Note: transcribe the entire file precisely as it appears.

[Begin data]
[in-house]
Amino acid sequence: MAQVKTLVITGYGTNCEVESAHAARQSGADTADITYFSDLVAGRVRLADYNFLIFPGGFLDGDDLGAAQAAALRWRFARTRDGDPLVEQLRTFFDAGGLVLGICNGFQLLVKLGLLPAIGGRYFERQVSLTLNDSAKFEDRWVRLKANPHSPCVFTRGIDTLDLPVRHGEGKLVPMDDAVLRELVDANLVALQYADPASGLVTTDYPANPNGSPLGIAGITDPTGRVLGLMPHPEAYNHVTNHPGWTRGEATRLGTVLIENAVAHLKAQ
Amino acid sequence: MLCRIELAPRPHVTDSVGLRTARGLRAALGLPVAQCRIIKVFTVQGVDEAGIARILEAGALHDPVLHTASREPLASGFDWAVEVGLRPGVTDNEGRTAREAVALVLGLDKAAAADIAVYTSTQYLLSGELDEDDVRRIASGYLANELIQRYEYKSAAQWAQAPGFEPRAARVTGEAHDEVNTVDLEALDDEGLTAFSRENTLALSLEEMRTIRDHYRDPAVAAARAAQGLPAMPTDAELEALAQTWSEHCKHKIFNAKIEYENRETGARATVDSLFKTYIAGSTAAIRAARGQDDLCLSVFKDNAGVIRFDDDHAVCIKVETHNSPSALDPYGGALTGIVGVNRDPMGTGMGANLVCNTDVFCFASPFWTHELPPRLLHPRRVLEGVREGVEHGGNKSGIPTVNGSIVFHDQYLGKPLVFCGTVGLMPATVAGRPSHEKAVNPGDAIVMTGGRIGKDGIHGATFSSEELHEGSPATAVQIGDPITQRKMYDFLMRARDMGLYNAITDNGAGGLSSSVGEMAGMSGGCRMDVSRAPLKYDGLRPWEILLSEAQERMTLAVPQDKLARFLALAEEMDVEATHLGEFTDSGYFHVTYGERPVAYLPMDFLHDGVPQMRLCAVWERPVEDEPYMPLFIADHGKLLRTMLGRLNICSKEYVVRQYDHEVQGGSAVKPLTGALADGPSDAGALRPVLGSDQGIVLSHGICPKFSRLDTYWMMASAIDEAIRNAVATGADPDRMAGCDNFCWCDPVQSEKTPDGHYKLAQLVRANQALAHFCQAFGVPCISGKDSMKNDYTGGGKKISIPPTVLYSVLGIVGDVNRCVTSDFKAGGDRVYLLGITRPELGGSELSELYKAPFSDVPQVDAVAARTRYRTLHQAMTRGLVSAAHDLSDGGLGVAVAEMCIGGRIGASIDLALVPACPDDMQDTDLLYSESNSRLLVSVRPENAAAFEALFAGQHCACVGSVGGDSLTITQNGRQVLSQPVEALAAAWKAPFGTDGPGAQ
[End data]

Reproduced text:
[in-house]
Amino acid sequence: MAQVKTLVITGYGTNCEVESAHAARQSGADTADITYFSDLVAGRVRLADYNFLIFPGGFLDGDDLGAAQAAALRWRFARTRDGDPLVEQLRTFFDAGGLVLGICNGFQLLVKLGLLPAIGGRYFERQVSLTLNDSAKFEDRWVRLKANPHSPCVFTRGIDTLDLPVRHGEGKLVPMDDAVLRELVDANLVALQYADPASGLVTTDYPANPNGSPLGIAGITDPTGRVLGLMPHPEAYNHVTNHPGWTRGEATRLGTVLIENAVAHLKAQ
Amino acid sequence: MLCRIELAPRPHVTDSVGLRTARGLRAALGLPVAQCRIIKVFTVQGVDEAGIARILEAGALHDPVLHTASREPLASGFDWAVEVGLRPGVTDNEGRTAREAVALVLGLDKAAAADIAVYTSTQYLLSGELDEDDVRRIASGYLANELIQRYEYKSAAQWAQAPGFEPRAARVTGEAHDEVNTVDLEALDDEGLTAFSRENTLALSLEEMRTIRDHYRDPAVAAARAAQGLPAMPTDAELEALAQTWSEHCKHKIFNAKIEYENRETGARATVDSLFKTYIAGSTAAIRAARGQDDLCLSVFKDNAGVIRFDDDHAVCIKVETHNSPSALDPYGGALTGIVGVNRDPMGTGMGANLVCNTDVFCFASPFWTHELPPRLLHPRRVLEGVREGVEHGGNKSGIPTVNGSIVFHDQYLGKPLVFCGTVGLMPATVAGRPSHEKAVNPGDAIVMTGGRIGKDGIHGATFSSEELHEGSPATAVQIGDPITQRKMYDFLMRARDMGLYNAITDNGAGGLSSSVGEMAGMSGGCRMDVSRAPLKYDGLRPWEILLSEAQERMTLAVPQDKLARFLALAEEMDVEATHLGEFTDSGYFHVTYGERPVAYLPMDFLHDGVPQMRLCAVWERPVEDEPYMPLFIADHGKLLRTMLGRLNICSKEYVVRQYDHEVQGGSAVKPLTGALADGPSDAGALRPVLGSDQGIVLSHGICPKFSRLDTYWMMASAIDEAIRNAVATGADPDRMAGCDNFCWCDPVQSEKTPDGHYKLAQLVRANQALAHFCQAFGVPCISGKDSMKNDYTGGGKKISIPPTVLYSVLGIVGDVNRCVTSDFKAGGDRVYLLGITRPELGGSELSELYKAPFSDVPQVDAVAARTRYRTLHQAMTRGLVSAAHDLSDGGLGVAVAEMCIGGRIGASIDLALVPACPDDMQDTDLLYSESNSRLLVSVRPENAAAFEALFAGQHCACVGSVGGDSLTITQNGRQVLSQPVEALAAAWKAPFGTDGPGAQ